Advertisement
JIS News

Scrap metal dealers have been given one month to co-operate with the Government in uncovering the source of illegal activities, which have re-surfaced in the industry.
Minister of Industry, Investment and Commerce, Hon. Karl Samuda, made the announcement at a press conference at his New Kingston office earlier this week following a meeting with the dealers.
He said that certain conclusions were reached at the meeting, and he had “put the industry on notice” to work with the Ministry to monitor the trade, to “determine exactly who within their ranks are engaged in illegal activity (namely) purchasing stolen goods and exporting them”.
“They have given an undertaking that they will do everything to support us and work together. I have not applied the big stick of suspending trading at this time. It may have to be if (the theft) continues or if it escalates. I am hoping it won’t,” he said.
According to Mr. Samuda, despite heavy fines and several meetings with stakeholders, wholesale theft of metals has re-emerged, posing a threat to the country’s infrastructure.
“We are seeing the Ministry of Transport and Works again reporting that railway lines are being removed and sold, where factories are being affected, where they are coming in to steal primarily those products made of aluminum and copper,” he informed.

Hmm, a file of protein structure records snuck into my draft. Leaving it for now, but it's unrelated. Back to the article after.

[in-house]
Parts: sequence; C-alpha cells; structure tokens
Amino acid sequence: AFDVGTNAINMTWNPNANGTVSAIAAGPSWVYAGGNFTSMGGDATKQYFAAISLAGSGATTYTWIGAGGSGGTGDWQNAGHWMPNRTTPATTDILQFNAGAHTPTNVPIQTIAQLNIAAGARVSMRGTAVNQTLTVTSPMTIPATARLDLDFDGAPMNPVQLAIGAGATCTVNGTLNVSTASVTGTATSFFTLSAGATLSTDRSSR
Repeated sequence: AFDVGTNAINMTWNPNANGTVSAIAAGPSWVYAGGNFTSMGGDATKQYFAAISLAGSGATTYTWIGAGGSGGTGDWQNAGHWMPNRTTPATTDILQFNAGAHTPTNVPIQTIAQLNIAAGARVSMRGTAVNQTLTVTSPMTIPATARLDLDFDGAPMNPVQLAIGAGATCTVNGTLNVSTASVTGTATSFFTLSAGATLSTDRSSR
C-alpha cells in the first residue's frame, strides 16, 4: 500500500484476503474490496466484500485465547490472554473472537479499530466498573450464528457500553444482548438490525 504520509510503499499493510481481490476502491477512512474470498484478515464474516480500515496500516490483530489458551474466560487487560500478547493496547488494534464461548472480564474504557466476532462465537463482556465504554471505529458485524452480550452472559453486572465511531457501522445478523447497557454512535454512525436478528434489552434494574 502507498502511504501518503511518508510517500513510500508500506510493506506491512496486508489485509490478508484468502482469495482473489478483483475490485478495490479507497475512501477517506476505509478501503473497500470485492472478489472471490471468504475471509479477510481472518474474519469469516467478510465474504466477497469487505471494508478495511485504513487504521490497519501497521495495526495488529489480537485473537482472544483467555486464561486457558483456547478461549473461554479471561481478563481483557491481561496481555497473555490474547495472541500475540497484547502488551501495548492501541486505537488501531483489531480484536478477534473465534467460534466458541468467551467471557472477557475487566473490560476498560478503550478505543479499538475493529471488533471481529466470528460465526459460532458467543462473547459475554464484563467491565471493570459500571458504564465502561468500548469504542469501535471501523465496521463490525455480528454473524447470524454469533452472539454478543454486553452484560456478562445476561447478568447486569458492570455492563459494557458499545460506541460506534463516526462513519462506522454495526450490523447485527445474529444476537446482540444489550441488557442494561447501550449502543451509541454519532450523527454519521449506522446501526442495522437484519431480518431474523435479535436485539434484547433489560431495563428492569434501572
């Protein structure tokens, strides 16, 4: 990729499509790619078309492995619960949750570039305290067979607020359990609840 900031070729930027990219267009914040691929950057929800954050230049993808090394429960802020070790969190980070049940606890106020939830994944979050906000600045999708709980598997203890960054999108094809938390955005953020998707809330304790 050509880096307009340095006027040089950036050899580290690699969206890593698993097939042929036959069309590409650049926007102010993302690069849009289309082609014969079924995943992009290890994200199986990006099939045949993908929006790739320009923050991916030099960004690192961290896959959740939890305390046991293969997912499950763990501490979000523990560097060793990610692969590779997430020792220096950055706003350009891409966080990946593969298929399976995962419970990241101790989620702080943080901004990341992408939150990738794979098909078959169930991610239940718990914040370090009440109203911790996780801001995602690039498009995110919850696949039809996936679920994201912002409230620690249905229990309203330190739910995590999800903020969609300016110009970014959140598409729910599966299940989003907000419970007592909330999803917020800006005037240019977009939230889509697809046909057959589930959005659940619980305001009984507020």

In the meantime, the Industry Minister said that mechanisms will be established to monitor the locations at which scrap metal is being packaged for export.
“We will put together a team that will do random inspection of sites that are engaged in packaging for export, and anywhere we find where people are engaged in this illegal practice, then we will impose the provisions under the law, to ensure that they are punished,” he stated.
The provisions include a fine of up to $3 million, confiscation of the products, arrest with the possibility of a jail sentence of up to two years, and removal of the license for trading in scrap metal.
Trade in scrap metal, inclusive of exportation, was suspended in June 2008 due to rampant theft of essential infrastructure for sale, which Minister Samuda said, posed a major threat to the economic development of the country and disrupted essential services.
Trading resumed on July 15, 2008, contingent on stakeholders’ compliance with conditionalities outlined by the Ministry.

Skip to content